Speaker at MUSEUM AS SCORE
10 sep '16 until 11 sep '16
PHILADELPHIA MUSEUM OF ART
What if a museum collection was treated like a musical or choreographic score—existing both as a historical document and as the material for an interpretive performance that could be played at any moment? Join us for this thought experiment at the eighth annual Anne d’Harnoncourt Symposium: Museum as Score. We’ll discuss how the perception of the museum as a static archive is upended in today’s cultural context in which durational, event-based, and experimental artworks, exhibitions, projects, and programs are on the rise. Beginning with the assessment of the historical role of the museum as a product of the Enlightenment, this symposium will consider the museum not as a timeless repository of objects, but as an open invitation to be activated through a variety of time-based activities and experiences. The symposium will place emphasis on the discussion of recent exhibitions and works by contemporary artists that have a durational or ephemeral nature as well as the intersection between museological institutions and contemporary dance.https://files.acrobat.com/a/preview/...
September 11, 2016
10:00 a.m.–12:00 p.m. | Rainey Auditorium, Penn Museum | Free
Welcome by Karen Redrobe, the Elliot and Roslyn Jaffe
Endowed Professor in Film Studies, Department Chair at the
University of Pennsylvania.
These talks will be moderated by Christine Poggi, Professor of
History of Art at the University of Pennsylvania, and Miriam Giguere, Department Head of Performing Arts at Drexel University.
Case Study 1: Jeanne van Heeswijk “Performing the Not-Yet”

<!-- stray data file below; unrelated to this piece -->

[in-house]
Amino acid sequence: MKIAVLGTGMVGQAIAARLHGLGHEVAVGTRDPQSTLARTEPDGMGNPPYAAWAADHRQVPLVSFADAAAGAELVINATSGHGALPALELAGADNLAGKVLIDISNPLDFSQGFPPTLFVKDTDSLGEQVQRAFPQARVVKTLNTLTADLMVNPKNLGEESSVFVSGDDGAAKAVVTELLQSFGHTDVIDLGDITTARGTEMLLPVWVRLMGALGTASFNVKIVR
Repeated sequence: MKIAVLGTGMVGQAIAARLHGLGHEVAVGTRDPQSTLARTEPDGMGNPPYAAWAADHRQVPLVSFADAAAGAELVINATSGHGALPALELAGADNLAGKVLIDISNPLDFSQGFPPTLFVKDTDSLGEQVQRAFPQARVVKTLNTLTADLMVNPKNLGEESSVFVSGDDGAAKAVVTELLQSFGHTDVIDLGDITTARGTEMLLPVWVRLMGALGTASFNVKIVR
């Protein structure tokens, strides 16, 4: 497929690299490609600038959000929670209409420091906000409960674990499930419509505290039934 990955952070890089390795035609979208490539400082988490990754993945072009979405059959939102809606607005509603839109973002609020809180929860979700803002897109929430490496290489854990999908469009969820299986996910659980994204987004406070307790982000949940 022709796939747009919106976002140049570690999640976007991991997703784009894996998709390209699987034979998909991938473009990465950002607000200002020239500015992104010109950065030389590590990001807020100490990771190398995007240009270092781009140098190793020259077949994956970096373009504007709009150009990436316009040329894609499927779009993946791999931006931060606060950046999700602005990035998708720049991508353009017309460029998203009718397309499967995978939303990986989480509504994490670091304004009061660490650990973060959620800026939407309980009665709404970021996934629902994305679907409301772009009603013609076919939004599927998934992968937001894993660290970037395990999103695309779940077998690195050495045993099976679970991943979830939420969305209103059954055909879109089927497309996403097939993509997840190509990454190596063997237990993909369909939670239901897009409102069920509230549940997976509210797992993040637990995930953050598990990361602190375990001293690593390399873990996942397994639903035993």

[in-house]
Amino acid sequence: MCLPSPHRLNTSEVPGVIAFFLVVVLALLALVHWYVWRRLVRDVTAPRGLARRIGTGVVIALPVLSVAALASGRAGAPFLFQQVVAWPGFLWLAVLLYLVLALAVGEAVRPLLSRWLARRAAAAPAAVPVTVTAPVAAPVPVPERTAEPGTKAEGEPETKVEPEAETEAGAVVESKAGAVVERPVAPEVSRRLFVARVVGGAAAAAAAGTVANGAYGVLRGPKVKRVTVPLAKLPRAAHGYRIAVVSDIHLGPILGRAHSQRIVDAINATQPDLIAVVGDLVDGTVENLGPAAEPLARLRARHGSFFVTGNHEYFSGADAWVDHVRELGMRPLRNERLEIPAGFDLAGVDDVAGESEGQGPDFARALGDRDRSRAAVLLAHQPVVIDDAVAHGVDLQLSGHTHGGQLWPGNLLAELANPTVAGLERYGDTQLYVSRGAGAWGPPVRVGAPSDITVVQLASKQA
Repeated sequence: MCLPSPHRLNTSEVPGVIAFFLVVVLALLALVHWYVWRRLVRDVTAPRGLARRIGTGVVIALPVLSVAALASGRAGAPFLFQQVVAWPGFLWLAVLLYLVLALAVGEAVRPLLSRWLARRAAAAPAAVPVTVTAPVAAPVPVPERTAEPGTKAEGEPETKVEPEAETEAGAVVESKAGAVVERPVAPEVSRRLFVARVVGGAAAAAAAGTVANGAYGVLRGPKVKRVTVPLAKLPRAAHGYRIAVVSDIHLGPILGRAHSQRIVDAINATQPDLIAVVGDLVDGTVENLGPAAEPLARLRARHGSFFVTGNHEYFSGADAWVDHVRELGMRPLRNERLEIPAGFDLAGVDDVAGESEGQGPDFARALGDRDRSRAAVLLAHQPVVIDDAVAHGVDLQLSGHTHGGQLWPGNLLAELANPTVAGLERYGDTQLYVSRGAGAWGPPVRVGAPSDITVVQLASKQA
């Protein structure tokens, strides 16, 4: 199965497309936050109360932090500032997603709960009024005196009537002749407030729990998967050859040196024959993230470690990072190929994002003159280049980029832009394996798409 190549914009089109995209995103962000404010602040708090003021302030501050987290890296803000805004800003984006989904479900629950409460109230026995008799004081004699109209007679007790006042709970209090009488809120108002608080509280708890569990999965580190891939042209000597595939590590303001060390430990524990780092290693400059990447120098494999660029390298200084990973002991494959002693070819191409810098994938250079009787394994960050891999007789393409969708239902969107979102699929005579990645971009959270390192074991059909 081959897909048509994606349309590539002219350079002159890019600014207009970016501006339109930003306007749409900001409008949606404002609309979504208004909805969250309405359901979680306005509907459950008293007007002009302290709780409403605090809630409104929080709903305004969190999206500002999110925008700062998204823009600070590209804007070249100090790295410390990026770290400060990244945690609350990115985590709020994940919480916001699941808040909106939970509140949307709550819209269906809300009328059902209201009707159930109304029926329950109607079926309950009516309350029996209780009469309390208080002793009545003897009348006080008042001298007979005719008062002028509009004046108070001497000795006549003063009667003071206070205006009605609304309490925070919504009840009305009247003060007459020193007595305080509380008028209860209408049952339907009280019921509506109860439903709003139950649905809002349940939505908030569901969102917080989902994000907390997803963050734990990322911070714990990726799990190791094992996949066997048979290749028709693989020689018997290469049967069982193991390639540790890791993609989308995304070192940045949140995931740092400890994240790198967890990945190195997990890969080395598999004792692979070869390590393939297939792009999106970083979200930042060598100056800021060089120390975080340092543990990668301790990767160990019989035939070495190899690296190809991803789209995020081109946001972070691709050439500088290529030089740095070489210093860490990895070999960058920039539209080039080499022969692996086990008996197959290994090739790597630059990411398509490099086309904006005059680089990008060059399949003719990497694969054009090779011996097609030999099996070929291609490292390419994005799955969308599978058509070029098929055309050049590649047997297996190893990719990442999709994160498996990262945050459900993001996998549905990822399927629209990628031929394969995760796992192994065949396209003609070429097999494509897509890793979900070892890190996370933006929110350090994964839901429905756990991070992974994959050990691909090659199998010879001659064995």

Case Study 2: Molly Nesbit “Walk A Round Time”
Case Study 3: Janet Kraynak “Philippe Parreno has left the building”
Performance of DUO2015 by William Forsythe
12:00 and 4:00 p.m. | Dorrance Galleries, Philadelphia Museum of Art
Choreographer William Forsythe imagines a duet as timepiece.
Using the sound of breath as musical score, two dancers re-create the movement of hands on a clock. Through a dazzling pattern of tumbling, twirling, and weaving, their bodies register and reveal the passage of
time in space through movement. DUO2015 is a reinterpretation of Forsythe’s Duo (1996). It originally premiered in 2015 at the New York
City Center. This is the institutional premiere of DUO2015.
Choreography, stage, costume, and light design by William Forsythe
Performance by Riley Watts and Brigel Gjoka
Approximately 17 minutes
2:00 p.m. | Rainey Auditorium, Penn Museum | Free
Featuring choreographers Boris Charmatz and William Forsythe,
moderated by Carlos Basualdo, The Keith L. and Katherine Sachs
Senior Curator of Contemporary Art, Philadelphia Museum of Art